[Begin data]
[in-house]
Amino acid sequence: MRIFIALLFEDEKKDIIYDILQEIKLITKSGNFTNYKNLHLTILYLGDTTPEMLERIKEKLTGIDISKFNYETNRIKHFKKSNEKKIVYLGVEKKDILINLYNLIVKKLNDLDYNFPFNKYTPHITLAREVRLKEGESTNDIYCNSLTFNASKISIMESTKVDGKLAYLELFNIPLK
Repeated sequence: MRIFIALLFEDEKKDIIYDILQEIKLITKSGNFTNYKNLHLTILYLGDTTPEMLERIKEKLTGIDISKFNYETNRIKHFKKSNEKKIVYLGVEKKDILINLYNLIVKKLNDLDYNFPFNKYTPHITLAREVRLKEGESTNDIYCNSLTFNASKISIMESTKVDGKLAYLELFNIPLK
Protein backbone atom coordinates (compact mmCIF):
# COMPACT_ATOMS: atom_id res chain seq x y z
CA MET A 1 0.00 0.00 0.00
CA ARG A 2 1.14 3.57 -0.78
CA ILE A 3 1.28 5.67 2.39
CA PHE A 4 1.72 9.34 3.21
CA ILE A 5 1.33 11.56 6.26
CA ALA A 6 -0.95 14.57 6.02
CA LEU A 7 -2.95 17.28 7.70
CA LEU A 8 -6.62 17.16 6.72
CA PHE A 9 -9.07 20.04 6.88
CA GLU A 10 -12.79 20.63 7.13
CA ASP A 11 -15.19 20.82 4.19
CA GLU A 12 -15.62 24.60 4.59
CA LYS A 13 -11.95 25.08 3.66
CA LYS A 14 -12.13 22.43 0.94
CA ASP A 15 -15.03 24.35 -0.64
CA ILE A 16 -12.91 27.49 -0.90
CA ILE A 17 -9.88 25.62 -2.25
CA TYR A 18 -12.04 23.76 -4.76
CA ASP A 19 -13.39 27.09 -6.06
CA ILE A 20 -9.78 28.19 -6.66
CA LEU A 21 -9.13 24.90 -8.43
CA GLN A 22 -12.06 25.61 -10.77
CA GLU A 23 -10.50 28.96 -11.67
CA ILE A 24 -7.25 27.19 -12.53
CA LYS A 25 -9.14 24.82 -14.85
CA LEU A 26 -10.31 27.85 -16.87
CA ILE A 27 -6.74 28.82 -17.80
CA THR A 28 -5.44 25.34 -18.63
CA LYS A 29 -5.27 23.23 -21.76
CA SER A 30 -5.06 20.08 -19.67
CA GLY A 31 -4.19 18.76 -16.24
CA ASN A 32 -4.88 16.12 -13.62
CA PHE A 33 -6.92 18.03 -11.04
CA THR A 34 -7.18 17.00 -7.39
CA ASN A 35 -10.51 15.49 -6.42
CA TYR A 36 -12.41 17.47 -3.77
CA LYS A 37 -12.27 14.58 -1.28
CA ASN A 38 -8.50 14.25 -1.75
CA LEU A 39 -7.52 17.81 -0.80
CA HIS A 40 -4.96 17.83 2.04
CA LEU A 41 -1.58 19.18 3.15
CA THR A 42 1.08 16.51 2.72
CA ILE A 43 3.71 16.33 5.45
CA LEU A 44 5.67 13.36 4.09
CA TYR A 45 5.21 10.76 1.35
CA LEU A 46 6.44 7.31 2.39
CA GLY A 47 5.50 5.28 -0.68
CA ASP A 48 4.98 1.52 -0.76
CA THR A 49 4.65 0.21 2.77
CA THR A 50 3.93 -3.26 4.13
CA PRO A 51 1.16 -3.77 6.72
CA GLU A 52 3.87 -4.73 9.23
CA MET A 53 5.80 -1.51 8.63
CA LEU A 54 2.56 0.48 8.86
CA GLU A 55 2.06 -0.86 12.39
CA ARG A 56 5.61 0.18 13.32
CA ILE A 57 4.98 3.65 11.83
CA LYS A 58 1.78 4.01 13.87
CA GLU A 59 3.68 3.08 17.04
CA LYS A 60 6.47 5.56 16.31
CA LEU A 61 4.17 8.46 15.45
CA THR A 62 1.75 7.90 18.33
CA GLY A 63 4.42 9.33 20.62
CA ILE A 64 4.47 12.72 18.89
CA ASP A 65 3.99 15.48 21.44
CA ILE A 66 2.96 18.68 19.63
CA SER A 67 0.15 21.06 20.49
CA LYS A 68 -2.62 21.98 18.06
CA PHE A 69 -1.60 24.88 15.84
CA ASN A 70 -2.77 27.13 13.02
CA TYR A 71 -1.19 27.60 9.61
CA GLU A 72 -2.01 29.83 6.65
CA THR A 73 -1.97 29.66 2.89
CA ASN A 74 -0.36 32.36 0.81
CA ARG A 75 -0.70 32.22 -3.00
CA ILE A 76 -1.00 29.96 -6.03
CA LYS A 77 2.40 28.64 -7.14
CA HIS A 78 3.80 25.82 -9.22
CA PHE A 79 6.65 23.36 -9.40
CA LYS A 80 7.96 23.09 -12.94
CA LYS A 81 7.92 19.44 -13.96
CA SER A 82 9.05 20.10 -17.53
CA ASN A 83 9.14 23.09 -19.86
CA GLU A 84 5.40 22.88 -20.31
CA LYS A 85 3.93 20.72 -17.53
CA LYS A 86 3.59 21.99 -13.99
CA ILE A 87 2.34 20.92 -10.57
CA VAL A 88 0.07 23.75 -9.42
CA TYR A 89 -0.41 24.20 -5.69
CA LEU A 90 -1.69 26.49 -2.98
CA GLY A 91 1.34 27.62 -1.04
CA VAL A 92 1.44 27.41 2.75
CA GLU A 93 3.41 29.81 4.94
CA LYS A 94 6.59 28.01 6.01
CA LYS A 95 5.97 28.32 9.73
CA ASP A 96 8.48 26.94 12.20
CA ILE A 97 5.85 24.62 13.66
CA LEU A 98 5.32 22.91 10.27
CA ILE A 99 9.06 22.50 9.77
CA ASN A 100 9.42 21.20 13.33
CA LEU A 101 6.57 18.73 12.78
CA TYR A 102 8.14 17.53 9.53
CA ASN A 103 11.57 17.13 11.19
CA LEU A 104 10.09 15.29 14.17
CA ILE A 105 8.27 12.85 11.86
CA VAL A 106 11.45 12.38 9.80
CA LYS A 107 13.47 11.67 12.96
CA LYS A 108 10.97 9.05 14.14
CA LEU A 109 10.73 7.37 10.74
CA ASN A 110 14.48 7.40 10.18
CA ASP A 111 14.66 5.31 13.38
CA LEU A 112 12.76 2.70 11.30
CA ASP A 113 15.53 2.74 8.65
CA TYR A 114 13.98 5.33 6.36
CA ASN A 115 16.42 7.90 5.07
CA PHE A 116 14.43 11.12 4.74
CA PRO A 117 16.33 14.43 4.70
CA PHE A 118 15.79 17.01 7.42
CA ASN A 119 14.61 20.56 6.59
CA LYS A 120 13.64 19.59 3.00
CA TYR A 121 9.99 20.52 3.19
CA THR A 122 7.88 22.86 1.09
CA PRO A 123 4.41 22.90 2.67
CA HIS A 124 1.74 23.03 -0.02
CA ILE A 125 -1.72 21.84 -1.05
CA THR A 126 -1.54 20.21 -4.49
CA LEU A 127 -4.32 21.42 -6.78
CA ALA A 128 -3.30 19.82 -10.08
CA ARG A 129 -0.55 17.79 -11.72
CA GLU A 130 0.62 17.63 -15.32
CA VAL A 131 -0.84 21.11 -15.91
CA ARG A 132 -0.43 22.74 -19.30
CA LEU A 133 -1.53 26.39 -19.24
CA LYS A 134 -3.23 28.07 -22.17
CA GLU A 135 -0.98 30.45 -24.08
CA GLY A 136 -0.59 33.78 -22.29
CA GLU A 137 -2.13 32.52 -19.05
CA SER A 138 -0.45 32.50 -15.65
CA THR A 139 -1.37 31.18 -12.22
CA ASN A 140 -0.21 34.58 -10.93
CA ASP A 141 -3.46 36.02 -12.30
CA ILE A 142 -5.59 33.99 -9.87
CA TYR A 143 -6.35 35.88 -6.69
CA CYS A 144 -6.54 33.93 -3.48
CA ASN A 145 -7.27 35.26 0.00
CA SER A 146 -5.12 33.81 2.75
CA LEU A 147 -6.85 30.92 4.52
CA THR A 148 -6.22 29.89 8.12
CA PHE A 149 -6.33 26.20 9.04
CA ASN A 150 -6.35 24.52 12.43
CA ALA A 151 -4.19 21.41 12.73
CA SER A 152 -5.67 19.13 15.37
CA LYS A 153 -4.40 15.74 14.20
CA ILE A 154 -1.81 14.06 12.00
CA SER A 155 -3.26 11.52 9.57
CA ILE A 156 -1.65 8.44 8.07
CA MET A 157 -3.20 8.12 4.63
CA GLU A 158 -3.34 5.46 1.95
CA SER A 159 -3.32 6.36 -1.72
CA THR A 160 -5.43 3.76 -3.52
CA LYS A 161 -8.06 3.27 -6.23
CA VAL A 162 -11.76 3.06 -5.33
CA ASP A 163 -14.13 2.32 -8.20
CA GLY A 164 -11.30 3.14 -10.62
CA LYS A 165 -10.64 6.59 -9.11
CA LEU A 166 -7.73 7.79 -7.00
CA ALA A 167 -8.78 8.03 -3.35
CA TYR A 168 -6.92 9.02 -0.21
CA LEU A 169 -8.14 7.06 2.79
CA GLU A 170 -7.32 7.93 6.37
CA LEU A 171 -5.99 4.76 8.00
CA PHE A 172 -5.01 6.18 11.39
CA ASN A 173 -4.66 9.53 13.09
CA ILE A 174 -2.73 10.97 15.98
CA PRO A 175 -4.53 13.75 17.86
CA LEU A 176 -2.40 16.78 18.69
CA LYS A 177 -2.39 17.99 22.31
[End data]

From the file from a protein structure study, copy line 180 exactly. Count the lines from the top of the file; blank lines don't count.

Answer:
CA PRO A 175 -4.53 13.75 17.86